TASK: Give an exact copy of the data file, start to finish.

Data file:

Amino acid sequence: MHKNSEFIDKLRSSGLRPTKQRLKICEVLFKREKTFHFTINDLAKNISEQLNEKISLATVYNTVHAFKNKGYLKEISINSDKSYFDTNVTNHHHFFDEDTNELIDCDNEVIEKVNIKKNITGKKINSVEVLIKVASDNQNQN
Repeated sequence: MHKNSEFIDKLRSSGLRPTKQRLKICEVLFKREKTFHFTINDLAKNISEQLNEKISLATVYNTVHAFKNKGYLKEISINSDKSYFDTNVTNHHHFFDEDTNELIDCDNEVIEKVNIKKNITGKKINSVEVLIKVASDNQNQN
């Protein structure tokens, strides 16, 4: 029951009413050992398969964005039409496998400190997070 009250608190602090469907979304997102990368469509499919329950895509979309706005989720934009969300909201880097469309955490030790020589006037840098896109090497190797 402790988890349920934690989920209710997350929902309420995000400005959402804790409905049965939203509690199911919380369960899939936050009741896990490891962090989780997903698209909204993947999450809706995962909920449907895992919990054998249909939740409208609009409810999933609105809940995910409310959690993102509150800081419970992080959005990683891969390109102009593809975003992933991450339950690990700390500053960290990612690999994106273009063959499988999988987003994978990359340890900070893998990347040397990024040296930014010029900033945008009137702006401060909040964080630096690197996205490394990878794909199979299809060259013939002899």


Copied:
Amino acid sequence: MHKNSEFIDKLRSSGLRPTKQRLKICEVLFKREKTFHFTINDLAKNISEQLNEKISLATVYNTVHAFKNKGYLKEISINSDKSYFDTNVTNHHHFFDEDTNELIDCDNEVIEKVNIKKNITGKKINSVEVLIKVASDNQNQN
Repeated sequence: MHKNSEFIDKLRSSGLRPTKQRLKICEVLFKREKTFHFTINDLAKNISEQLNEKISLATVYNTVHAFKNKGYLKEISINSDKSYFDTNVTNHHHFFDEDTNELIDCDNEVIEKVNIKKNITGKKINSVEVLIKVASDNQNQN
């Protein structure tokens, strides 16, 4: 029951009413050992398969964005039409496998400190997070 009250608190602090469907979304997102990368469509499919329950895509979309706005989720934009969300909201880097469309955490030790020589006037840098896109090497190797 402790988890349920934690989920209710997350929902309420995000400005959402804790409905049965939203509690199911919380369960899939936050009741896990490891962090989780997903698209909204993947999450809706995962909920449907895992919990054998249909939740409208609009409810999933609105809940995910409310959690993102509150800081419970992080959005990683891969390109102009593809975003992933991450339950690990700390500053960290990612690999994106273009063959499988999988987003994978990359340890900070893998990347040397990024040296930014010029900033945008009137702006401060909040964080630096690197996205490394990878794909199979299809060259013939002899």